MiniB

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As I was reading the first couple of paragraphs, "ceiling fan" popped into my head. Because they generally spin more slowly than portable fans and aren't directly in line with the speakers, their sonic affect is a bit more subtle than what you were describing. So it took me a long time to figure out why my rig with exactly the same settings would sound great most days, but warbley and weird other days.
Isn't it weird? In this case, it really sounded right on top of the note, like something was buzzing or vibrating in the speaker or in the guitar. And what made it even more confounding was that if I played the same note higher on a wound string, it wouldn't happen. So right away my thought was something in the bridge or guitar or the tuners doing something wacky. Or both a digital and a tube amp on separate occasions somehow had the same microphonic/structural issue with those strings......because a line recording into computer over USB was fine.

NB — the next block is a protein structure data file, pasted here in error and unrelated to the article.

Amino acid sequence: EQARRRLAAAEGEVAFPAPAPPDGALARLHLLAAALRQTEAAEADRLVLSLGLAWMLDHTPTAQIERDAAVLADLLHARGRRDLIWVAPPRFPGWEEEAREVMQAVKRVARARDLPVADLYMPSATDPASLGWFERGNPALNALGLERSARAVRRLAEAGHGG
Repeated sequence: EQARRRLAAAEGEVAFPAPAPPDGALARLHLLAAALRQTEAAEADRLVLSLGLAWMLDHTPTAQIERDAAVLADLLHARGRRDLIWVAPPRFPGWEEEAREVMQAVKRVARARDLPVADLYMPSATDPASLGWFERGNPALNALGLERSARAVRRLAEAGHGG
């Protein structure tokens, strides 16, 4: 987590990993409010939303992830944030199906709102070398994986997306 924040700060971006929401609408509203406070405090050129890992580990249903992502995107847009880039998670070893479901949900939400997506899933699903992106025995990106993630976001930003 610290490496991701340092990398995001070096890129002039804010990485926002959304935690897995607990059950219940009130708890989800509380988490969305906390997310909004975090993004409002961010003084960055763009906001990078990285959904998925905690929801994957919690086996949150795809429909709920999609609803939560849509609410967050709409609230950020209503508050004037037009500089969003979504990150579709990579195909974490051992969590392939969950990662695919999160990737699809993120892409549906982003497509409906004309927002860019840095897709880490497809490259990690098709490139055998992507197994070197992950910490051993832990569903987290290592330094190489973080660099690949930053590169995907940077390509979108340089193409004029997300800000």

And yeah, come to think of it, I was told something about ceiling fans years back by an audio engineer. This sound was as if you had a really fast 'rotating tweeter'! :p
 
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spitfire

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Yep, it's a thing. I first discovered this after moving and having a new music room with a ceiling fan. It was like every note sounded out of tune. And it is exactly what you think. The note sound reflects off the moving fan blades and it alters their pitch.

While I higher speed fan would certainly have a different effect than a much slower turning ceiling fan, it makes sense that it could do something audible.